PESHAWAR, Pakistan (Reuters) - Suspected U.S. drones fired missiles into Pakistan on Friday killing at least 14 people, intelligence officials and residents said, in the first such strikes since Barack Obama became U.S. president.
Frustrated over what it sees as Pakistan’s failure to stem the flow of al Qaeda and Taliban militants from its lawless tribal regions into Afghanistan, the United States stepped up cross-border attacks last year.
There were separate strikes in the northwestern border regions of North and South Waziristan.
In the first attack, three missiles hit a house in a village 2 km (1 mile) west of Mir Ali, a major town in North Waziristan, the officials said.
“Nine bodies have been pulled out the rubble,” Ismail Wazir, a villager told Reuters by telephone.
He said the owner of the house, two brothers and three nephews were among the dead while intelligence officials said some foreign militants were also killed.
There was no information on the identify of the foreign militants.
In the second strike, a suspected drone fired a missile into a house near Wana, the main town in South Waziristan, killing five people. Another security official said eight people were killed.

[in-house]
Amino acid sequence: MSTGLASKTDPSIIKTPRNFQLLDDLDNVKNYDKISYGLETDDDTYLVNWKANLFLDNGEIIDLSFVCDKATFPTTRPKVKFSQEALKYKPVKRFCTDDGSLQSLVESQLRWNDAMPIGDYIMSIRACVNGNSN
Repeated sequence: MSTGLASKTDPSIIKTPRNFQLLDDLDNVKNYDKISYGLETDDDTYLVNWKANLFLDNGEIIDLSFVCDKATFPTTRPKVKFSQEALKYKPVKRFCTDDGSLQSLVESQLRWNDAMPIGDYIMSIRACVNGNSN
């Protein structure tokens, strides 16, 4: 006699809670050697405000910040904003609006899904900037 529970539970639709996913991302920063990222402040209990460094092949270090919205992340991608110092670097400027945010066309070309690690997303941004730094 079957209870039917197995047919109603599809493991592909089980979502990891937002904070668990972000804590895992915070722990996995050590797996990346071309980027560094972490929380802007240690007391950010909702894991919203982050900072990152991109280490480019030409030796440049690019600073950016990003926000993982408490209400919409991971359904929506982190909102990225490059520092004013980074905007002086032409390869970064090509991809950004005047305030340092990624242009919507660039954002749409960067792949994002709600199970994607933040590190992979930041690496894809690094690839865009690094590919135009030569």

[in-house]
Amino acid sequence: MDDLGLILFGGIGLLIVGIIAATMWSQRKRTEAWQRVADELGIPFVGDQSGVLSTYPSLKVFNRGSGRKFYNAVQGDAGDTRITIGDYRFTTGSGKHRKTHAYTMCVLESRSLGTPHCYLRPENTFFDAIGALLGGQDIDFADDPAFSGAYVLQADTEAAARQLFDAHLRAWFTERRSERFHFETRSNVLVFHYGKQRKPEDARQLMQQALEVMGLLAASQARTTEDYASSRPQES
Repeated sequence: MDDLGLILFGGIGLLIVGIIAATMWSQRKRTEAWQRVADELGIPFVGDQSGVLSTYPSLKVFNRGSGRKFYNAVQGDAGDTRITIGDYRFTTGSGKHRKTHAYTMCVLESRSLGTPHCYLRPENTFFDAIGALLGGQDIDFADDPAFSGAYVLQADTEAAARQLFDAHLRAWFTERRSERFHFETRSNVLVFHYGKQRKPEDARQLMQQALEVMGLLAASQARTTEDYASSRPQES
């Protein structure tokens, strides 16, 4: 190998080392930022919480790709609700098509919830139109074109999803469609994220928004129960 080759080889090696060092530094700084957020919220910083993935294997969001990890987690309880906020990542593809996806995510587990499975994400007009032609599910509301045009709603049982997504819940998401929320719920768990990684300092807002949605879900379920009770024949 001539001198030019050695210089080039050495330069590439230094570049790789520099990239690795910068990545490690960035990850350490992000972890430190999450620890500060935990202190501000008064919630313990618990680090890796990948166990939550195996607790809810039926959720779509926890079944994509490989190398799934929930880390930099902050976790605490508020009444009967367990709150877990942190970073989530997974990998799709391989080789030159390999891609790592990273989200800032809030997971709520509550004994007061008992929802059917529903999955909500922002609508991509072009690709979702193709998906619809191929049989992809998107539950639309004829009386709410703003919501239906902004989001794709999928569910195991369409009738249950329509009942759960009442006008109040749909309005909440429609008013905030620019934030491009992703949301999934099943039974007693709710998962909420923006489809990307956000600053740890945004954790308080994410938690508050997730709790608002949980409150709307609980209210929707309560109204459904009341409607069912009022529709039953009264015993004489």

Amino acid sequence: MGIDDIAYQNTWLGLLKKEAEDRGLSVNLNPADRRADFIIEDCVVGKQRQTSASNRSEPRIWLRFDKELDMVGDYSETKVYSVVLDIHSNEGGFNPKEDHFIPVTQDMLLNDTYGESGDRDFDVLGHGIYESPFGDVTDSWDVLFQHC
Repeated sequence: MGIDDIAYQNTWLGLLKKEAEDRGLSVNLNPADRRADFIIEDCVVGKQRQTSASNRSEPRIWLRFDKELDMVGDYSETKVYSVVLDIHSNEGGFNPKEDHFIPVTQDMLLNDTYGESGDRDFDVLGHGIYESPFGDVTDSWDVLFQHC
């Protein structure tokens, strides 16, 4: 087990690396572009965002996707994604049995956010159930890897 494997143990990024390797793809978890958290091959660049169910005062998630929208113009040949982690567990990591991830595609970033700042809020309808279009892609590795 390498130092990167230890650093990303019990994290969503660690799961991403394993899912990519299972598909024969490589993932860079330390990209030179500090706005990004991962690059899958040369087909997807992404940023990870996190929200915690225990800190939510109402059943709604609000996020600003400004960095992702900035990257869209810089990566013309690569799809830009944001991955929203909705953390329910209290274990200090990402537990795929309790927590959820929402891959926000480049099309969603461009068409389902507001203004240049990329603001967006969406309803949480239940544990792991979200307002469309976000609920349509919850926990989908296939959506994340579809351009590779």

There was no sign the strikes hit any of al Qaeda’s top leadership.
The United States carried out about 30 attacks on suspected militants with missiles fired by pilotless drones in 2008, according to a Reuters tally, more than half after the beginning of September.
The attacks killed more than 220 people, including foreign militants, according to a tally of reports from Pakistani intelligence agents, district government officials and residents.
Pakistan objects to the attacks, saying they are a violation of its territory and undermine its efforts to tackle militants.
It had hoped the new U.S. administration would review the policy although during his election campaign Obama had spoken of the possibility of strikes into Pakistan if the Pakistani military was unwilling or unable to tackle the militants.
Reporting by Alamgir Bitani; Editing by Robert Birsel and Sugita Katyal